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Zooming Books

Kathy Werner, Columnist
Posted 6/25/21

This past year the retired teachers’ group of which I am a member started a book club on Zoom. I had never been a member of any book club before, but since I had a Zoom account I volunteered to …

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Zooming Books

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This past year the retired teachers’ group of which I am a member started a book club on Zoom. I had never been a member of any book club before, but since I had a Zoom account I volunteered to host.

We put out the word and before we knew it, we had about a dozen people interested. We dubbed it The Book and Bottle Club since we intended to imbibe while we chatted.

And so it began. Only a few of us had been in a book club before, so we were winging it. Since we began our club during the pandemic and were all quite hungry for human contact, we decided to meet every two weeks and that our first book would be Michelle Obama’s “Becoming” which we would divide over those first two meetings.

From Michelle we went to Jeanine Cummins’ “American Dirt” and from there to the comic stylings of David Sedaris. The rest of our books included the monumental “Caste” by Isabel Wilkerson, “Red at the Bone” by Jacqueline Woodson, and “The Vanishing Half” by Brit Bennett. We also fit in “The Year of Living Danishly” by Helen Russell and two Carl Hiaasen novels.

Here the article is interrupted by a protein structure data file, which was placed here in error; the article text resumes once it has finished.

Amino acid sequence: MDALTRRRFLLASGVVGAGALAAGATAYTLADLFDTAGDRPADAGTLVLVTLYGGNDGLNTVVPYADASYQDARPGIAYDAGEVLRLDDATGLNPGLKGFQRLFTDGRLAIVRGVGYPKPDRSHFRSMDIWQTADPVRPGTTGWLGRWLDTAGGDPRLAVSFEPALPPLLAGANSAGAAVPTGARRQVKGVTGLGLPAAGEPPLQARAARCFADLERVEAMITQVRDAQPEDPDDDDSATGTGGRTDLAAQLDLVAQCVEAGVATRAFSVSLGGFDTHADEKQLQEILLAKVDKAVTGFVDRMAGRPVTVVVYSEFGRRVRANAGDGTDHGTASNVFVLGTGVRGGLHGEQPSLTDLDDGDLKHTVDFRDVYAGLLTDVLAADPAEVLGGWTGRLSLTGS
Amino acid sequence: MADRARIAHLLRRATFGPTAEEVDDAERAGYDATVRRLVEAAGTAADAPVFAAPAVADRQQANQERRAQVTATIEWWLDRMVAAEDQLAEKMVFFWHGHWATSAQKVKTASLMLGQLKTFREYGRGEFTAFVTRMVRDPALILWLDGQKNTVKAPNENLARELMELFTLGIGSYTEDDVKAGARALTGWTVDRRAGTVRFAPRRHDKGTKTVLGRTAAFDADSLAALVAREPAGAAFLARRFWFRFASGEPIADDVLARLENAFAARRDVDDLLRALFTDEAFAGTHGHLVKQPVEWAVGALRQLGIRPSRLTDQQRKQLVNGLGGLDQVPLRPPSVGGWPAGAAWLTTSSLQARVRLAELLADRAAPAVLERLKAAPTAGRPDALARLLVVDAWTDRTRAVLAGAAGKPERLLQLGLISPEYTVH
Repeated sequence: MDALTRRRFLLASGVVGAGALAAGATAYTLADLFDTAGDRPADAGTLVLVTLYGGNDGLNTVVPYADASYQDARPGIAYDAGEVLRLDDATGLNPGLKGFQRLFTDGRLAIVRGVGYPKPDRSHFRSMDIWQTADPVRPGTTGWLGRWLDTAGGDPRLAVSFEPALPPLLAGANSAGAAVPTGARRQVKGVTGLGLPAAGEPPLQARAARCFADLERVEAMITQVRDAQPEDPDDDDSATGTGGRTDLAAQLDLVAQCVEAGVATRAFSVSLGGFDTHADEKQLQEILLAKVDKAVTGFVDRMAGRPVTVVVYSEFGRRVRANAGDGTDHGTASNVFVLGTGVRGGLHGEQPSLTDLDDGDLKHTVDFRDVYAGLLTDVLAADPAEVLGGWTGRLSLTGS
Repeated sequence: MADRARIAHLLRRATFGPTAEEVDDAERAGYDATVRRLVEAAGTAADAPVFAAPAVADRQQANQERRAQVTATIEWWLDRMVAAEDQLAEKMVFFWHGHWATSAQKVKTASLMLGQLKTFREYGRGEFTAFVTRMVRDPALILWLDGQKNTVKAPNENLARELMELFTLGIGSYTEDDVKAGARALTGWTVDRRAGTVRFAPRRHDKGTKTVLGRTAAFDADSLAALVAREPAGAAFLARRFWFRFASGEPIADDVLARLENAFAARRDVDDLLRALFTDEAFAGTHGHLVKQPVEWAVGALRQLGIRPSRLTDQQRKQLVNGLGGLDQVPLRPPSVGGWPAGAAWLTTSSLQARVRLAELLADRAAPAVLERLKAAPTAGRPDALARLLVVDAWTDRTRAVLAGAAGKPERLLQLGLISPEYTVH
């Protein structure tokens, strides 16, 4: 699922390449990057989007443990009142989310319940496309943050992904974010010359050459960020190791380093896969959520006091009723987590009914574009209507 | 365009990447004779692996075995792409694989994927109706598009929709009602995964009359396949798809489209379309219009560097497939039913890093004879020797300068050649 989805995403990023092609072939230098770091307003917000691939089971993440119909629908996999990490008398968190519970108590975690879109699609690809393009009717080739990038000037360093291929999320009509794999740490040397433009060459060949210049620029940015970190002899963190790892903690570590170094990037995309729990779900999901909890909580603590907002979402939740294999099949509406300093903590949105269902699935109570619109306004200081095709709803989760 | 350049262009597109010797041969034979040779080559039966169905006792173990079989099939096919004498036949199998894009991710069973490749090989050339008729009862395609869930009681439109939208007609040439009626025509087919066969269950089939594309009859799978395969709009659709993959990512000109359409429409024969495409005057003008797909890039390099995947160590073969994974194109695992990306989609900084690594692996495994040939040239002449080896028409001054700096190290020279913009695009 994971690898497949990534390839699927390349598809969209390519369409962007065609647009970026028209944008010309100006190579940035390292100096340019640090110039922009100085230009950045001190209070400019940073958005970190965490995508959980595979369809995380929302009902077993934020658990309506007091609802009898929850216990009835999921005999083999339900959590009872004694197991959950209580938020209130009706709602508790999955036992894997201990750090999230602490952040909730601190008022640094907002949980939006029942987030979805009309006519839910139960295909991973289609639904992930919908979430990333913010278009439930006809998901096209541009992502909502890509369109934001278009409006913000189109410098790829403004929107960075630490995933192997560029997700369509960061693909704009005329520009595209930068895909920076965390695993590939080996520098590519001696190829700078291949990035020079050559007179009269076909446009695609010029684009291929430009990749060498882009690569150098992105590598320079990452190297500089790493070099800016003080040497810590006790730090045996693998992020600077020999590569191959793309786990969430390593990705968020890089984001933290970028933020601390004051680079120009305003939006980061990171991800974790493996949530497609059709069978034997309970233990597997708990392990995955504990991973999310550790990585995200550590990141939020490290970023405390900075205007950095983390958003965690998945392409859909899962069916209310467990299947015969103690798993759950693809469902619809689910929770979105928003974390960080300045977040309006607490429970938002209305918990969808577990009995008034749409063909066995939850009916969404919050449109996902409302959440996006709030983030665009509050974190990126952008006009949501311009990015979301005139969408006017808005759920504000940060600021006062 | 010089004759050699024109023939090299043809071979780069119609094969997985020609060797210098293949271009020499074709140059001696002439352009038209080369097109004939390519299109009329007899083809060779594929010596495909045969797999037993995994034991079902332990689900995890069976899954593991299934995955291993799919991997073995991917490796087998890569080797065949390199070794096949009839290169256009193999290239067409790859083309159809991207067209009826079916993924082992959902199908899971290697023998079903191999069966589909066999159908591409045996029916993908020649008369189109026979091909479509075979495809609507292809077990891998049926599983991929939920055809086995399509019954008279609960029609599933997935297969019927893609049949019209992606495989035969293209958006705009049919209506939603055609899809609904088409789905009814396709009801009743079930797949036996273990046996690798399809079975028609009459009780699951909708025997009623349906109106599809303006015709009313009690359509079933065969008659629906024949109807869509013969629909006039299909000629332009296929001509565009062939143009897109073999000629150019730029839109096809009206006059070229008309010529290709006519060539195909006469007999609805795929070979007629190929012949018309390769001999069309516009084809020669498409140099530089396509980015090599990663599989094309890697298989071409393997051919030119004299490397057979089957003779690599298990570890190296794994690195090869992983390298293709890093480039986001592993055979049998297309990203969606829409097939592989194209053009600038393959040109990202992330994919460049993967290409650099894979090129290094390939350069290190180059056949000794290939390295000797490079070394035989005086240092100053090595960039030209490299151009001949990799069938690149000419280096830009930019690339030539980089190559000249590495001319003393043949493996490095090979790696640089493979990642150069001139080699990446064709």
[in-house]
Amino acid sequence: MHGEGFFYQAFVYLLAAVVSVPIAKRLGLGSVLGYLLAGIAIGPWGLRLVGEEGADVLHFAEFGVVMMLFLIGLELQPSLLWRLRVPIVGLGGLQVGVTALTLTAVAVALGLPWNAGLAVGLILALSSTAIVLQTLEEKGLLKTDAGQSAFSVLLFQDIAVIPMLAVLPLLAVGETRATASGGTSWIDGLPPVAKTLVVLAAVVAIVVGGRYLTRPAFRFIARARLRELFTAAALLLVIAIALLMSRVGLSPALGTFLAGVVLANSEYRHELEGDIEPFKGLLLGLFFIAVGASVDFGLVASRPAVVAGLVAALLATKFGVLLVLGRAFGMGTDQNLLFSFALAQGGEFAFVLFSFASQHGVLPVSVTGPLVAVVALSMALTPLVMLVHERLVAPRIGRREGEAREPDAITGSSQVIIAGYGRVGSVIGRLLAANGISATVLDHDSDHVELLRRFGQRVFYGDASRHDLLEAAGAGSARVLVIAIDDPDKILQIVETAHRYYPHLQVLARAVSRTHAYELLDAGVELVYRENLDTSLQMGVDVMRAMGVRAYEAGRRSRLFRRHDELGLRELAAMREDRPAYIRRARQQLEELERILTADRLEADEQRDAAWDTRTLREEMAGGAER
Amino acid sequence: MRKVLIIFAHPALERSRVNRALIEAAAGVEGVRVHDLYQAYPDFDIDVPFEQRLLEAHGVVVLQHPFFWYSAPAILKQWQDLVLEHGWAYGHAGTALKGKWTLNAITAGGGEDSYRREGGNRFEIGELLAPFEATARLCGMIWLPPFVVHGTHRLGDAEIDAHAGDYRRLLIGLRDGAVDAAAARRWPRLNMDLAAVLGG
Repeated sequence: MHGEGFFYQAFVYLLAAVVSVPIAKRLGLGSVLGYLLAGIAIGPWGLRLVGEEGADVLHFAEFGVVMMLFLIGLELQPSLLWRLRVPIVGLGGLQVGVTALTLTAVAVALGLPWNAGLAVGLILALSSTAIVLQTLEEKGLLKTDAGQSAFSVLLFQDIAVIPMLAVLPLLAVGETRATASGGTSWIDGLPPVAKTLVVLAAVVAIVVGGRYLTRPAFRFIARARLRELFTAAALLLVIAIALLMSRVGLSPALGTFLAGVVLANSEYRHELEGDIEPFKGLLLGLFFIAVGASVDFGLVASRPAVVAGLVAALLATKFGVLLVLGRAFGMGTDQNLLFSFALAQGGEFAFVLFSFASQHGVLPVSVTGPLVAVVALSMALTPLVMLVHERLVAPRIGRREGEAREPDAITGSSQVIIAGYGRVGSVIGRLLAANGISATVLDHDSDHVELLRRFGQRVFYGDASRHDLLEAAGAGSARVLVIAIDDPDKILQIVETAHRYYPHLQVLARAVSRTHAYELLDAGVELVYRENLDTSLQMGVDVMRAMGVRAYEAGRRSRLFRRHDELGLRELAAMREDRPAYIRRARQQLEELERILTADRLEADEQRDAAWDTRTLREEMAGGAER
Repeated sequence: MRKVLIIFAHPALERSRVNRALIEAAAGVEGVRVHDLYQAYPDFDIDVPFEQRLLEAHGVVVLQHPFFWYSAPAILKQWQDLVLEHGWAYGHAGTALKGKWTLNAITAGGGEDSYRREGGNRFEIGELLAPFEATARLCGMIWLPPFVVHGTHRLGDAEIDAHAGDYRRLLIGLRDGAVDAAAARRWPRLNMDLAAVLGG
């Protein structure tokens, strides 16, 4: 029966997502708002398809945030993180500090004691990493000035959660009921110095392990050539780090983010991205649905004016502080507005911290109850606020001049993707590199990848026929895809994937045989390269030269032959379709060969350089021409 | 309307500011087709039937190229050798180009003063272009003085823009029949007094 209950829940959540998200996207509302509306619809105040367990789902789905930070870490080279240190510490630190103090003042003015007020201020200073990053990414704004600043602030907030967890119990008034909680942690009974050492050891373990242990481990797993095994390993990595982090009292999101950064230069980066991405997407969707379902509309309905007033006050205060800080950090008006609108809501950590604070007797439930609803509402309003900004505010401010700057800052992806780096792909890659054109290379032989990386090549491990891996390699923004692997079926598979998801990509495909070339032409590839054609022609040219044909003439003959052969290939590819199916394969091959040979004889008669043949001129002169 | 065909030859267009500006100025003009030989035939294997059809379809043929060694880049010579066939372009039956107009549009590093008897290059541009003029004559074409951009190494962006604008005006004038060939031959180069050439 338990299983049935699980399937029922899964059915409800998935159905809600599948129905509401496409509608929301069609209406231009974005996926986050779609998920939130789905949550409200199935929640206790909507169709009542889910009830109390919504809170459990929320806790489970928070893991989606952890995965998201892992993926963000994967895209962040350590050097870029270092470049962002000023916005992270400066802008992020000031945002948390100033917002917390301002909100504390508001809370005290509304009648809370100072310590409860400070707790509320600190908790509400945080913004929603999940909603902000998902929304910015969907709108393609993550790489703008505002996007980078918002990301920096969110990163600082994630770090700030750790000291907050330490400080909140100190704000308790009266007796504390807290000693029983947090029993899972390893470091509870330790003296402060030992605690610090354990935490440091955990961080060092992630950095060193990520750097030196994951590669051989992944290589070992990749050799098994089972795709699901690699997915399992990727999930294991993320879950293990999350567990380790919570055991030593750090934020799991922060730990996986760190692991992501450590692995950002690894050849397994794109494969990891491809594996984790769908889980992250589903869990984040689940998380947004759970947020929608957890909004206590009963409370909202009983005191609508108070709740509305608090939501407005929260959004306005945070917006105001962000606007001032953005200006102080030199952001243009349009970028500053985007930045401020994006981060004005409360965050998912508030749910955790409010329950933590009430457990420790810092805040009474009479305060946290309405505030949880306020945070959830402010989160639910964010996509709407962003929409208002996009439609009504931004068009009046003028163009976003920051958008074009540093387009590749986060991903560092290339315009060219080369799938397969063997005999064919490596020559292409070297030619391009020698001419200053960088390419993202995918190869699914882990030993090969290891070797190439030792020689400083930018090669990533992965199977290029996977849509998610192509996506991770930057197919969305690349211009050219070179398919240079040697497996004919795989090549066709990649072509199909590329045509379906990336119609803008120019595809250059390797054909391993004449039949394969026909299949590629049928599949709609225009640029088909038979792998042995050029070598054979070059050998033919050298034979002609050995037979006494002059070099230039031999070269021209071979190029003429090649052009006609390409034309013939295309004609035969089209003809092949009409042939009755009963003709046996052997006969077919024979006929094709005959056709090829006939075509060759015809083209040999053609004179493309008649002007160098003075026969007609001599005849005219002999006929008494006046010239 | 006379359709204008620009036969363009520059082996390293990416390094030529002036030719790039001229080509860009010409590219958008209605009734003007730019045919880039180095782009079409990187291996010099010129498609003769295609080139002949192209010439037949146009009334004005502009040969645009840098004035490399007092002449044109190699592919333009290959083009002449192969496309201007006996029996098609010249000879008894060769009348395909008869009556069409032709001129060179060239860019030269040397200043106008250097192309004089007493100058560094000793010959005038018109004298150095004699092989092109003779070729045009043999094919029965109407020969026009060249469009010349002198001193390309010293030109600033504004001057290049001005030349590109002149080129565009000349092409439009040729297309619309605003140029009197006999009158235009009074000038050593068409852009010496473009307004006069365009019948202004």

But our favorite selection was “A Gentleman from Moscow” by Amor Towles, a beautifully crafted story about an elegant Count trying to make his way in newly Communist Russia. Thoroughly delightful in every way.

Over six months, we read an amazing array of books which stimulated fascinating discussions. Pandemic or not, I would highly recommend a Zoom Book Club. It has so many advantages.

First of all, by taking distance out of the equation, Zoom enabled us to spend time with some of our favorite former colleagues even though we were spread out from Cape Cod to Florida.

And since we were all on Zoom, we didn’t have to dress up and drive to some happy host’s house. And said Happy Host didn’t have to spend the day cleaning and baking and figuring out the seating arrangements for the club. We just all logged on from the comfort of our own homes and chatted away. No stress.

At the end of every session, we would chat about possible new titles and decide on one for our next meeting. Since so many of us either read e-books or audio books, we were usually able to secure our next read on the spot.

But we certainly didn’t stand on ceremony—club members need not have finished the book to attend. Heck, sometimes some of us hadn’t even begun to read the book but we always enjoyed the conversations.

Our Zoom Book and Bottle Club turned out to be an immensely enjoyable experience, and although the pandemic thankfully seems to be largely a thing of the past, we plan on continuing our long-distance book club in the fall.

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